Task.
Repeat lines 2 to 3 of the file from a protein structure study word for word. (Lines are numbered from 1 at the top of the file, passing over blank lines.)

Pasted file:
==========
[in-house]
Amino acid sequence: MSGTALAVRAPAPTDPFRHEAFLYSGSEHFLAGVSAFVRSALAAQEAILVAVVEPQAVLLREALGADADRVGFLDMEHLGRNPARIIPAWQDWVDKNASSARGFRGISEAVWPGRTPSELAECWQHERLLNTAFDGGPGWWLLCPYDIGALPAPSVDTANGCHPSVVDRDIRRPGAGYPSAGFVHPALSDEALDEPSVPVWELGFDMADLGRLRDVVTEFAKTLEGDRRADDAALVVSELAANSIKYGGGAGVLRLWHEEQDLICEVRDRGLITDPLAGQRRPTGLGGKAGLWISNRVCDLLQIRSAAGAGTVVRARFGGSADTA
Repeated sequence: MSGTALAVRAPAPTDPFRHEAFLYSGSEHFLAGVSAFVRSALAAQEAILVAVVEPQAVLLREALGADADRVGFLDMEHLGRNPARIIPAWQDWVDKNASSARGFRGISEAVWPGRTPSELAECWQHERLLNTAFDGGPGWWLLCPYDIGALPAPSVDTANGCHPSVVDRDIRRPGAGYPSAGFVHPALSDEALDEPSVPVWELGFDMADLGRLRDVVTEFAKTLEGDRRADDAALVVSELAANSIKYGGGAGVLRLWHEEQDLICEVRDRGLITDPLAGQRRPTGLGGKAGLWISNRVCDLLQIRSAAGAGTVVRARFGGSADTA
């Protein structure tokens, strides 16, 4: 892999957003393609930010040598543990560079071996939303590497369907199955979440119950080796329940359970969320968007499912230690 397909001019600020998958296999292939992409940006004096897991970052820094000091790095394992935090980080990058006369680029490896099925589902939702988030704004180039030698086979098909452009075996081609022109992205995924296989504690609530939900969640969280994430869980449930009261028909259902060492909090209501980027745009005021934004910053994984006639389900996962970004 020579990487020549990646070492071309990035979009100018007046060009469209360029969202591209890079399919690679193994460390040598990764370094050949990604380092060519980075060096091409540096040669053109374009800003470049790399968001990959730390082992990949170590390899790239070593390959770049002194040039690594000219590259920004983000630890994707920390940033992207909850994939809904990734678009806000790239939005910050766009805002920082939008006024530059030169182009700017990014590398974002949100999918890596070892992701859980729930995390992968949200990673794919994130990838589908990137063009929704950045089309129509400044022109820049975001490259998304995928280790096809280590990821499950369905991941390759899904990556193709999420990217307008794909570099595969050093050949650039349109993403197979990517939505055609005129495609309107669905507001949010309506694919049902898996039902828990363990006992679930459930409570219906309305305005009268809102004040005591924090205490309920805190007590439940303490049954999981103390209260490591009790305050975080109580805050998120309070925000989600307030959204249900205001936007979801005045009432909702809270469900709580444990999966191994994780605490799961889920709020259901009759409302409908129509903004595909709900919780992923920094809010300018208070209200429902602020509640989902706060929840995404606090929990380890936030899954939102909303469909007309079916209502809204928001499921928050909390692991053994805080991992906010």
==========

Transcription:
Amino acid sequence: MSGTALAVRAPAPTDPFRHEAFLYSGSEHFLAGVSAFVRSALAAQEAILVAVVEPQAVLLREALGADADRVGFLDMEHLGRNPARIIPAWQDWVDKNASSARGFRGISEAVWPGRTPSELAECWQHERLLNTAFDGGPGWWLLCPYDIGALPAPSVDTANGCHPSVVDRDIRRPGAGYPSAGFVHPALSDEALDEPSVPVWELGFDMADLGRLRDVVTEFAKTLEGDRRADDAALVVSELAANSIKYGGGAGVLRLWHEEQDLICEVRDRGLITDPLAGQRRPTGLGGKAGLWISNRVCDLLQIRSAAGAGTVVRARFGGSADTA
Repeated sequence: MSGTALAVRAPAPTDPFRHEAFLYSGSEHFLAGVSAFVRSALAAQEAILVAVVEPQAVLLREALGADADRVGFLDMEHLGRNPARIIPAWQDWVDKNASSARGFRGISEAVWPGRTPSELAECWQHERLLNTAFDGGPGWWLLCPYDIGALPAPSVDTANGCHPSVVDRDIRRPGAGYPSAGFVHPALSDEALDEPSVPVWELGFDMADLGRLRDVVTEFAKTLEGDRRADDAALVVSELAANSIKYGGGAGVLRLWHEEQDLICEVRDRGLITDPLAGQRRPTGLGGKAGLWISNRVCDLLQIRSAAGAGTVVRARFGGSADTA